These superb glass-covered shopping arcades are generally credited as the first enclosed shopping “mall” in Europe. Built in 1846 after the plans of architect Jean-Pierre Cluysenaer, it is located just northeast of the Grand Place.
The use of the glass arcades was a technological advancement that allowed for the unification of what otherwise would be a regular street of shops into a cohesive whole. The threat of poor weather would be eliminated in a covered environment, yet the glass allowed sunlight to penetrate into the street level below and allow for a more pleasant atmosphere. This was important, because the weather in Brussels can be frequently gray and gloomy. This design set the table for later developments, such as the vaunted Galleria Vittorio Emanuele in Milan. Unfortunately, the concept eventually was bastardized by the typically ghastly American suburban shopping centers.
Galeries Saint-Hubert actually is composed of three arcades: the Galeries du Roi (King’s Gallery), the Galerie de la Reine (Queen’s Gallery), and the smaller Galeries des Princes (Princes’ Gallery). The elegant mauve-hued elevations are Italian Renaissance in appearance with three levels of pilastered and Palladian windows. The semicircular glazed vaulting is supported by thin metal frames. This allows for the end facades to take on a particularly attractive shape and appearance, with classical statues in niches peering over the shoppers below. The ground is laid with thick stone pavers that have endured heavy foot traffic over the years. It is said that the pavers need to be replaced soon because they are approaching the thin side, but the risk of closing off sections for construction is that business would be heavily dampened.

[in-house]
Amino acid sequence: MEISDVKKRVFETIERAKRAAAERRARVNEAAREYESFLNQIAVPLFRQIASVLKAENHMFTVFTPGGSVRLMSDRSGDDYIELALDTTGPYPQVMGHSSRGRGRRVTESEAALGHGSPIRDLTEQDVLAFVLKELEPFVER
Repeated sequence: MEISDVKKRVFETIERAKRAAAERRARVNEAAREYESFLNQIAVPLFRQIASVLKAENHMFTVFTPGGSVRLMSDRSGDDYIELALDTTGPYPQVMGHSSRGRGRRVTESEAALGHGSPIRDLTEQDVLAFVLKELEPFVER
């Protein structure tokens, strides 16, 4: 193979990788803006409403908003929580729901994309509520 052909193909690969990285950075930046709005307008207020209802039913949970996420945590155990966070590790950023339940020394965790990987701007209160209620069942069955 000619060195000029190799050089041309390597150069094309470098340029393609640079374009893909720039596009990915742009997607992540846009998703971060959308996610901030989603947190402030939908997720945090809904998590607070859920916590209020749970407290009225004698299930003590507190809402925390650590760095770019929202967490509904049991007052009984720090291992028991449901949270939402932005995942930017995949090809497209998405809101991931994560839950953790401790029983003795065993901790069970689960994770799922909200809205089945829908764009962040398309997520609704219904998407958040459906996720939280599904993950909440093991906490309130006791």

The motto “Omnibus omnia” (“Everything for everybody”) appears above one of the entrances. The shops here include famous bookstores that have been there seemingly forever, swanky cafes and luxury goods emporiums. There are other outlets in town selling the great Neuhaus Belgian chocolates, but the shop here is credited as the location where the first praline was invented. The upper levels house apartments for lucky locals. I am told that the rent is not terribly expensive, but the waiting list to live in one of these apartments is extraordinarily long.
A recent development within the Galeries is “Brussels On Stage,” sort of a multimedia exhibition with fifteen scenes that review the history of Brussels for visitors. This tourist attraction is wrapped around an intimate vaudeville theater dating from 1884. The rows of seats can stored away to make room for swanky receptions. Racks of brochures can come in useful for visitors.